Jay is one of the few young and truly innovative thinkers in magic today. His thoughts and writings on the philosophy of magic — as an art — impress some, incense others, while we hope all will at least respect the fact that he is thinking. Jay was one of the special Close-Up Hosts at the 1984 Symposium in New York. This routine is given in Jay's own words.
The following truly visual and startlingly impromptu production of three magic markers was created to avoid the tedious and definitely anti-magical task of having three people share one magic marker while they sign previously selected cards. And though it was designed for a three-selection routine, this three marker production can also be utilized in a single- selection routine. It is so easy and so fun do do, I've actually made a point of performing it even though it meant that the three spectators would sometimes all sign the same card. That's how much I like it.
You will need a jacket with two inside breast-pockets, and three identical magic markers. I use "Marks-A-Lot" (Carter's) indelible felt-tipped markers which have big plastic end-caps, metallic exteriors, and measure about five inches in length. Put two of the three markers in your left inner breast- pocket, and the remaining marker in your right inner breast- pocket. All the markers should be pointing with their caps uppermost. Now, due to the fact that the markers are going to be effortlessly (and secretly) sliding down your jacket sleeves, you may find it helpful to roll up your shirt sleeves. I just pull, not roll, my shirt sleeves up my arms until the cuffs touch my shoulders. This not only makes the production smooth, but also keeps you cool. Slip into your jacket and you are set to go.
To perform, mention that you would like each of the three spectators to sign their names across the faces of their respective playing cards. While you are mentioning this, several natural actions occur, during which you load a marker into both sleeves: First, your left hand goes into your inner right pocket, slipping the marker from that pocket down into the right sleeve while there; then bring the hand out empty, apparently not being able to find your marker. Then, your right hand goes into the left inner breast-pocket, pulls both markers upward until they clear the pocket, slips one of the two markers down into the top of the left sleeve, then moves out of the jacket to introduce the remaining marker which is already in its possession. Therefore, in checking the right pocket, then the left, both markers are loaded into the sleeves and the third marker is obtained. This handling is natural and straightforward. I cannot over-emphasize the brevity and casualness of the above actions.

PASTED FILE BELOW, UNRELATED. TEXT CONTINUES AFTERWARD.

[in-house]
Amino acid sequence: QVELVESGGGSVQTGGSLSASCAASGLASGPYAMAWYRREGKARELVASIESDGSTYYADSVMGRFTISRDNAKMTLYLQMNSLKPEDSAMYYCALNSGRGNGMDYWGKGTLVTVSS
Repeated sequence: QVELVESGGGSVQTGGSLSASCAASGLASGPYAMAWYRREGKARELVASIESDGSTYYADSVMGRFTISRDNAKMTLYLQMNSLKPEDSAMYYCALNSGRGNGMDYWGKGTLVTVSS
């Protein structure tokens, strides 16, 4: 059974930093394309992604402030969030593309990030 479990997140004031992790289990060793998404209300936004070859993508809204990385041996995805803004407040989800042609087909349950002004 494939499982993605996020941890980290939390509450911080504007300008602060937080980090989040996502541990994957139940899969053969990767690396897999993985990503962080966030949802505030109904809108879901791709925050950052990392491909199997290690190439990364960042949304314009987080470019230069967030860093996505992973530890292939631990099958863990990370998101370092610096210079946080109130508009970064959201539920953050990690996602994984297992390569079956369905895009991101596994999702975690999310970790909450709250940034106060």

You should now have a marker resting in the upper half of each sleeve and a marker held in your right hand. Toss the marker into your left hand where it is held at the finger tips.
Gesture with the marker while saying: "I know what you are all thinking...no, I'm not a mind reader...though I know you are all thinking, 'What an unprofessional performer! He's going to have three people sign three cards and yet he only has one marker!'...not to worry..." Lean slightly toward the spectator on your left, simultaneously letting your right arm fall to your side. This causes the right-sleeved marker to silently slide down into your loosely cupped right hand — Figure 1.
Your right hand pauses a beat or two as you gesture with your left hand's marker and say to the person on your left, "You can have this marker..." The right and left hands simultaneously swing together at about chest height, clicking the two markers together, and then immediately pull them apart with a theatrical effort — Figure 2.
The production of this second marker is very surprising. It is an audio-visual demonstration of an apparent impossibility: the ripping of one magic marker into two.
Hand the righthand marker to the spectator directly in front of you and say, "...you can have this marker..." Then toss the lefthand marker into your right hand, naturally allowing your left arm to fall to your side and momentarily rest there as you lean toward the spectator on your right. This causes the marker in your left sleeve to slide down into your loosely cupped left hand. Finish your sentence, and the production, by saying to the spectator on your right, "...and you can have this marker!..." Swing your two hands together and repeat the "splitting" action, breaking the marker, yet again, into two.
Was this article helpful?